SmallBizLady: Why is franchising a good option rather than starting a business from scratch?
Rebecca Monet: Franchising is a great option when considering business ownership. It has many advantages over starting a business from scratch including proven systems, brand recognition, lower failure rate, group buying power, greater profits, lower risk, and easy financing. You’re in business but not alone when buying a franchise. The franchisor is focused on product development, creating replicable, scalable systems, and increasing brand equity allowing you the franchisee to be the face of the brand in your marketplace. It’s like boarding a well-engineered bullet train going 200+ miles an hour rather than funding and building your own vehicle which could take years.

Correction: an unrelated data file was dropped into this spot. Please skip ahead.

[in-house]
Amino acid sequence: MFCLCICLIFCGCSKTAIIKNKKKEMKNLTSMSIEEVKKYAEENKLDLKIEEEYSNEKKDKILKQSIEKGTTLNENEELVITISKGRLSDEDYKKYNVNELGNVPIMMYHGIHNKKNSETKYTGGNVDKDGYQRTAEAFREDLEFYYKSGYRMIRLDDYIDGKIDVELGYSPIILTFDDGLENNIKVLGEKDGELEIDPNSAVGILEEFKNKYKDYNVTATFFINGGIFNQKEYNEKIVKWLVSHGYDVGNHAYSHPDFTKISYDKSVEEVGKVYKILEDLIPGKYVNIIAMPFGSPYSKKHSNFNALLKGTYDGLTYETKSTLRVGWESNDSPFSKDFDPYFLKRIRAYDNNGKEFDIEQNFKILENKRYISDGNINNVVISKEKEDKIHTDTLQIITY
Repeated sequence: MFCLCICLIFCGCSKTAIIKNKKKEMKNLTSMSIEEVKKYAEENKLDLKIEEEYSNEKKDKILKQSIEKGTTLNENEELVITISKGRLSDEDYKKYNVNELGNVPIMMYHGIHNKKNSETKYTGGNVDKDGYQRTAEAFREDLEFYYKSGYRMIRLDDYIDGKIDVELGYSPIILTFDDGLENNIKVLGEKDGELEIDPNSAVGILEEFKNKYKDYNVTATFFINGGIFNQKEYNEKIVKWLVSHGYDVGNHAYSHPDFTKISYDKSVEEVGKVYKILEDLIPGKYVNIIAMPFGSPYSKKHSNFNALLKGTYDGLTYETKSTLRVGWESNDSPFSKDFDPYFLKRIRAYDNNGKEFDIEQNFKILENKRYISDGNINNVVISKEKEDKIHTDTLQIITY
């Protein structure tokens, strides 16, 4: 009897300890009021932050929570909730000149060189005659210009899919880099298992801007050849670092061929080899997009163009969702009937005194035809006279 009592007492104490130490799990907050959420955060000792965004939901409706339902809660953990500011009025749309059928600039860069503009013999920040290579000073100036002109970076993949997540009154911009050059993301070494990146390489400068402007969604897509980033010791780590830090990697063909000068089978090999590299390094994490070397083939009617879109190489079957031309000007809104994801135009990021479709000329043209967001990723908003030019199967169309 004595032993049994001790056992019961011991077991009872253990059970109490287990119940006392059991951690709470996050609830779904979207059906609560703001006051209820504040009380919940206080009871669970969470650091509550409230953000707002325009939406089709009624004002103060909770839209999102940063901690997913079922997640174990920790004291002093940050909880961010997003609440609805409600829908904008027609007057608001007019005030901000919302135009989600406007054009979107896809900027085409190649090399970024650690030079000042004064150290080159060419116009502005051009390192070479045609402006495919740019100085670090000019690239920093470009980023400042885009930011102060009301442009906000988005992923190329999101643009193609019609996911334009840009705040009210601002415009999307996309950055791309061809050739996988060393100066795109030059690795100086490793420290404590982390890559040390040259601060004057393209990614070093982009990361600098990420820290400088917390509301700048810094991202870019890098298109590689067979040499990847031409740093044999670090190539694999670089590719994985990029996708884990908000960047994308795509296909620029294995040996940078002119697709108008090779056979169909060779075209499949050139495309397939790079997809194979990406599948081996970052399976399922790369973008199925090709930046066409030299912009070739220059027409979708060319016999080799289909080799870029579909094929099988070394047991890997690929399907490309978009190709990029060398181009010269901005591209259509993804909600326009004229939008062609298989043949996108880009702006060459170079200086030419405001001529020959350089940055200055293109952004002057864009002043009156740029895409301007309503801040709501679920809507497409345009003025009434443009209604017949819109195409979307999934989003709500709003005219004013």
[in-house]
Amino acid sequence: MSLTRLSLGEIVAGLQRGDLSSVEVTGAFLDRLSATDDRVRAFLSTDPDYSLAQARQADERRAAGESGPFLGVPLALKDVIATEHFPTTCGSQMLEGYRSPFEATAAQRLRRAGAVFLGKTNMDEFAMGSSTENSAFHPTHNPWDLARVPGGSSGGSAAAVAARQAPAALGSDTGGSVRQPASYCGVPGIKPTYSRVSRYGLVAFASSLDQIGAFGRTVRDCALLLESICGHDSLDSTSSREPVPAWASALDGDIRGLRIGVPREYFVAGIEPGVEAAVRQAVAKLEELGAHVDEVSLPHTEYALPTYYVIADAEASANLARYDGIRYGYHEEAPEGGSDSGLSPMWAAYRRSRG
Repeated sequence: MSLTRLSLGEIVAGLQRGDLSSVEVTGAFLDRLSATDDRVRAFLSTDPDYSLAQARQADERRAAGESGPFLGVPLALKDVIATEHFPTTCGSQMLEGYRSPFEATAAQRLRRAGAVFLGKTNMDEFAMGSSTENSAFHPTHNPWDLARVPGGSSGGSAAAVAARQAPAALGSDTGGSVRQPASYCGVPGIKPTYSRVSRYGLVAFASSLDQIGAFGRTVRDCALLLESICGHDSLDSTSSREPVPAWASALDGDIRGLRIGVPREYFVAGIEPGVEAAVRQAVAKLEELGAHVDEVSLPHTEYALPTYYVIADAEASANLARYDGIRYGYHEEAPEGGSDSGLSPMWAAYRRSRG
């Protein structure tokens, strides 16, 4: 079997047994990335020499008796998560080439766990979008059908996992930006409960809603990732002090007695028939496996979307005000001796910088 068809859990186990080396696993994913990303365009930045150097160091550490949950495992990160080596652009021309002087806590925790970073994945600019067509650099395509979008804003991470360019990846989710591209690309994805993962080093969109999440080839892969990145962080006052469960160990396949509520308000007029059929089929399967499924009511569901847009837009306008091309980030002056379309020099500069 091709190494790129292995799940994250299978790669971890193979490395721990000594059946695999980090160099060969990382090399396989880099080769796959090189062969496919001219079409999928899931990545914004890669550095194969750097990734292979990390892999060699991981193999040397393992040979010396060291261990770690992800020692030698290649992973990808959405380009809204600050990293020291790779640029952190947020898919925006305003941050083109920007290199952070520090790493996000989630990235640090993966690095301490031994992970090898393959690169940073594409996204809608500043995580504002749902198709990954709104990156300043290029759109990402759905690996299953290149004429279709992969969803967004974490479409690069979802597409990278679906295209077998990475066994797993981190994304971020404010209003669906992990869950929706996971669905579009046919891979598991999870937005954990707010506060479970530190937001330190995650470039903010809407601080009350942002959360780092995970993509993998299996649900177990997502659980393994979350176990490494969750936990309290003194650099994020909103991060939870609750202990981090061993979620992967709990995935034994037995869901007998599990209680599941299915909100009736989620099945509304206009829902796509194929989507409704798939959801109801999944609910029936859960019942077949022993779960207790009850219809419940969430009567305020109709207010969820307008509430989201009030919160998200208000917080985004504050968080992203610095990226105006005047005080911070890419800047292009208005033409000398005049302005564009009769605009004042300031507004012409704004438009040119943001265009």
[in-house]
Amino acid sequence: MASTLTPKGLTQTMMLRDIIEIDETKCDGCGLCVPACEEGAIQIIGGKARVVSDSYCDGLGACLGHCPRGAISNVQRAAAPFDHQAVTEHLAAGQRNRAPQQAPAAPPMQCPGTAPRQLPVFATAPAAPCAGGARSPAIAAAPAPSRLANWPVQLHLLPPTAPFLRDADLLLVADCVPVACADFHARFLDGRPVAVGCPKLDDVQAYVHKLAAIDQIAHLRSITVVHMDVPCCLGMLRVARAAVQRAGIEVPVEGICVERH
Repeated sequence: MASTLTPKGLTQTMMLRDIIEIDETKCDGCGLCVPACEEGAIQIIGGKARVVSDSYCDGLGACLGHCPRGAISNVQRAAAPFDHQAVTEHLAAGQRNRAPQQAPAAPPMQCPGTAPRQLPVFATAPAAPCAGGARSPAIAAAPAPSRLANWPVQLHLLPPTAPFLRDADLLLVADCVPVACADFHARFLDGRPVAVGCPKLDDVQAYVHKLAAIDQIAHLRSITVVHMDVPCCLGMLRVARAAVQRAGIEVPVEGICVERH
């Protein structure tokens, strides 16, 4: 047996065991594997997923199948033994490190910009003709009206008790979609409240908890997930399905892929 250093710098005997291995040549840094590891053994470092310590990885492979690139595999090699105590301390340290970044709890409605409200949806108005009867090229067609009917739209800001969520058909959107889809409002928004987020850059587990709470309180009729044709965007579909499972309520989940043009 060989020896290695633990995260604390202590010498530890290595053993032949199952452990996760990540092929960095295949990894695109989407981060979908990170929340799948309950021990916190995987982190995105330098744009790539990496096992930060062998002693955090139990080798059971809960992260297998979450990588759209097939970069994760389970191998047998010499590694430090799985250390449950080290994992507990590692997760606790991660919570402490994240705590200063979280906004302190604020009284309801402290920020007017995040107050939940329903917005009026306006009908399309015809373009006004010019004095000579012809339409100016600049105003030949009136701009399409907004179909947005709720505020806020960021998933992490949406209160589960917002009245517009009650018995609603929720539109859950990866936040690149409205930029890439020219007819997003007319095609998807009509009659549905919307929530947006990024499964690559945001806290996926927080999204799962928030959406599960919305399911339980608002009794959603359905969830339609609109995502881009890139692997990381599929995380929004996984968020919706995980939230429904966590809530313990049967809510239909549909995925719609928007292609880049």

SmallBizLady: What do you need to know before buying a franchise?
Rebecca Monet: Fit matters! Much like a romantic relationship, we must have more than just an interest or attraction when considering what franchise to buy. There are 5 primary principles of business fit. A good fit is when:
- The franchisee shares the Values of a franchise company.
- The franchisee fits within the Stage of Growth of the franchise company.
- The franchisee fits within the Culture of a franchise company.
- The franchisee has a similar Work Style as the high performers within that franchise company.
- The franchisee has Complementary Skills with the franchise company.